In addition to providing an accessible form of transportation, Divvy also creates career opportunities for Chicagoans looking to earn extra income.
For instance, one of the available roles is that of a Station Valet Attendant. These individuals are stationed at kiosks and help customers get started on their rideshare journey. You’ll also help customers find stations near their destination.
You could also work as a Driver/Rebalancer. In this role, you’re in charge of relocating bikes throughout the system. Bikes tend to overflow at particularly popular areas. This creates a problem, as it not only means there is nowhere to store the bikes, but there is also a shortage of bikes in other parts of the city. As a Driver, you’ll help relocate bikes and ensure they’re working properly.
Be sure to continually monitor Divvy’s job listing website, which provides an ongoing list of all of the opportunities the company has available.
Frequently Asked Questions
Still wondering whether Divvy is right for you? Consider some of these frequently asked questions about the service.
1. How do I find Divvy Bikes?
Divvy offers a tool that allows you to find a station near you. This tool is available both on www.divvybikes.com and on the mobile app. Additionally, Divvy has attendants working at every station who can help you find the docking station nearest your final destination.
2. How do I rent the bikes?
Begin by purchasing your ride credit. If you have an annual membership, you’ll have a member key that will unlock any of the bikes in the fleet. All you need to do is walk up to a bike, unlock it, and start riding.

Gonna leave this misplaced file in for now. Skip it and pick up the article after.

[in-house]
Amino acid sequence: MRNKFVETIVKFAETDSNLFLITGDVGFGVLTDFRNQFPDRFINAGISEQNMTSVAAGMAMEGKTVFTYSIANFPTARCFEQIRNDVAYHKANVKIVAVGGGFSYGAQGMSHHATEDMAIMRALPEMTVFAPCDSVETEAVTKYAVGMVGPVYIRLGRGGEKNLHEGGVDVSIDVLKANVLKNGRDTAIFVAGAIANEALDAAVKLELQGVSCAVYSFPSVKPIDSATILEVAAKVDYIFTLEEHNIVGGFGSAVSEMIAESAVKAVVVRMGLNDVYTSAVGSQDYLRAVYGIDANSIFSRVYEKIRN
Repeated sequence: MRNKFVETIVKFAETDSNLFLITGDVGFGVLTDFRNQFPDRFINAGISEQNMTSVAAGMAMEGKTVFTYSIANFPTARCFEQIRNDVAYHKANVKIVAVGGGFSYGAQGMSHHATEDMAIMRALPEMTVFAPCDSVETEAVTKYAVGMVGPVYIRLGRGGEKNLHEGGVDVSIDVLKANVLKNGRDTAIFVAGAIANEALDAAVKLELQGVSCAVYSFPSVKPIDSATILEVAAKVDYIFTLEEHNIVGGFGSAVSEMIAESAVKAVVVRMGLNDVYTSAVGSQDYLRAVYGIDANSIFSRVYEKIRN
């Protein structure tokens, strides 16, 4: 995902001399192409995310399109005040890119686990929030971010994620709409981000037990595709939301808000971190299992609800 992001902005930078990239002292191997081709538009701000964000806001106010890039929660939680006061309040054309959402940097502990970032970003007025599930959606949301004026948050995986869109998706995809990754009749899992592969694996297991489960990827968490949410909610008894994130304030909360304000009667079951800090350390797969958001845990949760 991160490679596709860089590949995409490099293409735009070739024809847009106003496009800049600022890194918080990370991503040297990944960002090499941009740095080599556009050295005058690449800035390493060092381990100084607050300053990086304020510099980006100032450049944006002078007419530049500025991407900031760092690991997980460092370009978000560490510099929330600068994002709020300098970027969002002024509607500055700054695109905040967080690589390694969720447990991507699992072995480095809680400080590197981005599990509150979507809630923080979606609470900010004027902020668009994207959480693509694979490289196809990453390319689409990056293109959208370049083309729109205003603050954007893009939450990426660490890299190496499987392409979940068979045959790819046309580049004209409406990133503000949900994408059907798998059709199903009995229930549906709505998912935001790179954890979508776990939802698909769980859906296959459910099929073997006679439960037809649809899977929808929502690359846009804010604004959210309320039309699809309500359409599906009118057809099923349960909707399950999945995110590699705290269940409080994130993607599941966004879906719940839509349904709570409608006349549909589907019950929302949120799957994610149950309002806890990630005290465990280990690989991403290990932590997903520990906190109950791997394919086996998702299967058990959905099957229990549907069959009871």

If you are not an annual member, you’ll need to buy a pass. You can buy a pass ahead of time on your phone or by visiting a kiosk at one of the Divvy bike sharing stations. When you buy your pass, you’ll receive a ride code. Locate a bike, enter the code, and the bike will unlock for your ride.
A single ride costs $3 per trip. An Explorer Pass, which is essentially a 24-hour pass, is $15 per day. And an Annual Membership is $99 for the entire year.
3. How do I pay for my rental?
You’ll need to have a credit card on file to purchase a ride credit or membership. Your card will be charged automatically for the ride credit. If you don’t adhere to the terms of the ride — by keeping the bike out longer than the allotted time, for example — your credit card will be charged an additional usage fee.
The bikes are designed explicitly for short trips. A single ride lasts for 30 minutes. If you have an Annual Membership, you can keep the bike out for 45 minutes. Limiting these trips helps ensure that all customers have access to a bike. If you exceed the allotted time, you’ll pay additional usage fees depending on how much longer you keep the bike for.